7 things for ASC leaders to know for Thursday — June 9, 2016

Here are seven updates:

ASCA names Rebecca Craig board of directors' president
Rebecca R. Craig is the newly elected board of directors' president for the Ambulatory Surgery Center Association as well as the Ambulatory Surgery Center Association Foundation. In her new role, Ms. Craig will be the chief spokesperson and advise ASCA and ASCAF leadership. She will serve as the director on different projects and task forces.

SCA partners with Grove Place Surgery Center
Vero Beach, Fla.-based Grove Place Surgery Center's physician members selected Surgical Care Affiliates to become a partner in the center. A physician-led outpatient center, Grove Place Surgery Center offers services including general surgery, orthopedics, otorhinolaryngology, pain management and podiatry.

16 Huntington Hospital patients infected due to tainted duendoscope use from 2013 to 2015
The Pasadena Public Health Department report found the drug-resistant Pseudomonas aeruginosa bacteria from duendoscopes infected 16 patients at Huntington Hospital in Pasadena, from January 2013 to August 2015. Eleven of the 16 patients died. However, health officials said only one death certificate listed the bacteria spread by the duendoscopes as the cause.

CMS to calculate ACO cost benchmarks based on regional trends
CMS has finalized a rule which will change the way the agency calculates costs under the Medicare Shared Saving Program. Rather than using national rates, CMS will calculate cost benchmarks for accountable care organizations based on regional healthcare spending trends. CMS intends the updated ruling to stop ACOs from competing amongst each other, and use the regional trends to compare outcomes against other ACOs.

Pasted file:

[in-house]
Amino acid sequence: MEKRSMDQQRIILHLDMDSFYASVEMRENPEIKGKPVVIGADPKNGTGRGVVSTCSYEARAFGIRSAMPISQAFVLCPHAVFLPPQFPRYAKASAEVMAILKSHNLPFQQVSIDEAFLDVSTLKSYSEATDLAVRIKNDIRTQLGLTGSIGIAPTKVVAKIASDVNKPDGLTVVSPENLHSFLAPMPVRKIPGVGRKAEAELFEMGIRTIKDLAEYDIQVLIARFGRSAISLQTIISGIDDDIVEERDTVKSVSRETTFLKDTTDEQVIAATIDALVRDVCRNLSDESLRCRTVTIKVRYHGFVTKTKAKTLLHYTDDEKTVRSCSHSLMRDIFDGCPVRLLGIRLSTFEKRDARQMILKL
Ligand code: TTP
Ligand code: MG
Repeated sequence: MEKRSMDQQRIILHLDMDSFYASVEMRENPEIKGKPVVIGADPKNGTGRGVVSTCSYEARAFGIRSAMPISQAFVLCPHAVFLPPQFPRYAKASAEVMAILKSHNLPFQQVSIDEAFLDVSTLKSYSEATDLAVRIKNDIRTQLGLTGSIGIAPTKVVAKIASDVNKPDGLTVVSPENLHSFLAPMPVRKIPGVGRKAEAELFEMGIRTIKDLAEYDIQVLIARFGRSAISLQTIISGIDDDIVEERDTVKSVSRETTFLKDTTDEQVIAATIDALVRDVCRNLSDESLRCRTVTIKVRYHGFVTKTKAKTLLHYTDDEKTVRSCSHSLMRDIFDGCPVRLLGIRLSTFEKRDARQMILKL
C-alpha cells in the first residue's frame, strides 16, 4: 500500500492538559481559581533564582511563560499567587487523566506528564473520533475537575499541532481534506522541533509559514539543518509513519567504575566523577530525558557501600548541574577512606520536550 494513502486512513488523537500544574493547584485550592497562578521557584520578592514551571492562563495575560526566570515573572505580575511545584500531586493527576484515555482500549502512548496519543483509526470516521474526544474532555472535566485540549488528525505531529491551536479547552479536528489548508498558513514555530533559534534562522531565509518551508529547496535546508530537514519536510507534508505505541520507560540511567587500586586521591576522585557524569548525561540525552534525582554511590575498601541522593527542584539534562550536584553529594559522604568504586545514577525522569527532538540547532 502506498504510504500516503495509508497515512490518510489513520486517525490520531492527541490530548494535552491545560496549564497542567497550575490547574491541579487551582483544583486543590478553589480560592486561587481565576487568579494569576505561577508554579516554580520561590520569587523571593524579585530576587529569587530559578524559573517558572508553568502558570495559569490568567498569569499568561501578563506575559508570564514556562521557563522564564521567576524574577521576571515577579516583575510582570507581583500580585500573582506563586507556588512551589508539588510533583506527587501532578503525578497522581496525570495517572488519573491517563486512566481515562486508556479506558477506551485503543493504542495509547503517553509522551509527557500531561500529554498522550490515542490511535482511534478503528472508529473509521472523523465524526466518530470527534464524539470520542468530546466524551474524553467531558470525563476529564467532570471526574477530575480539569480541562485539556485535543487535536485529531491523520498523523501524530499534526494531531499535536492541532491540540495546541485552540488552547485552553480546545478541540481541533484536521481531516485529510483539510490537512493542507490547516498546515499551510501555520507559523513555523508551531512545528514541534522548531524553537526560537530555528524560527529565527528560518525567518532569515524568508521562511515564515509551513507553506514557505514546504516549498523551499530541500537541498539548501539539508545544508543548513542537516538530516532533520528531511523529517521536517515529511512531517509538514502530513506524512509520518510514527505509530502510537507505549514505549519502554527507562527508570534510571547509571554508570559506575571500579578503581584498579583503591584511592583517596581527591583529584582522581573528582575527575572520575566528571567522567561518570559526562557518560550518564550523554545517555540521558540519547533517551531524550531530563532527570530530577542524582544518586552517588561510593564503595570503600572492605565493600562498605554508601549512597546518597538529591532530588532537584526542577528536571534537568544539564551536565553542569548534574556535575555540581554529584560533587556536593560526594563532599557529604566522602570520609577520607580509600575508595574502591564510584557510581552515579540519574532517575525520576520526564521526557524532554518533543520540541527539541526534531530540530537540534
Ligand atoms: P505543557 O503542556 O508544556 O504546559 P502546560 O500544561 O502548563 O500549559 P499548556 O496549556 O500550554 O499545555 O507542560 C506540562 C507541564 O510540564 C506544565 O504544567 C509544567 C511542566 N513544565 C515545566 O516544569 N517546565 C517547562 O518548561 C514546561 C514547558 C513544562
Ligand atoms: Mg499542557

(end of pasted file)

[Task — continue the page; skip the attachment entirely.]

Georgia Eye Institute opens 2nd ASC
Savannah-based Georgia Eye Institute opened Glennville Eye Surgery Center earlier this month. Glennville Eye Surgery Center is Accreditation Association for Ambulatory Health Care-accredited and Medicare-certified.

Senate bolsters NIH funding to $34B
This year's Senate spending bill allotted an additional $2 billion to the National Institute of Health, bringing the agency's total budget to nearly $34 billion. While many research advocates applaud the funding boost, others are concerned as to whether the funding will come from other health agencies such as the CDC.

BCBS of North Carolina sues federal government over $147M risk corridor payments
Last week, Blue Cross Blue Shield of North Carolina filed a suit against the federal government for not paying the insurer more than $147 million that BCBS claims the government owed under the Affordable Care Act's risk corridor program.  In 2014 and 2015, BCBS of North Carolina said it suffered more than $400 million losses on the ACA. The payer attributes part of that steep loss to its reduced risk-corridor payments.

More healthcare news:
16 Huntington Hospital patients infected due to tainted duendoscope use from 2013 to 2015: 6 key notes
Payer mix at orthopedics-driven ASCs: 6 statistics
Why 'Hillarycare' failed & how the presidential candidate has changed her reform outlook

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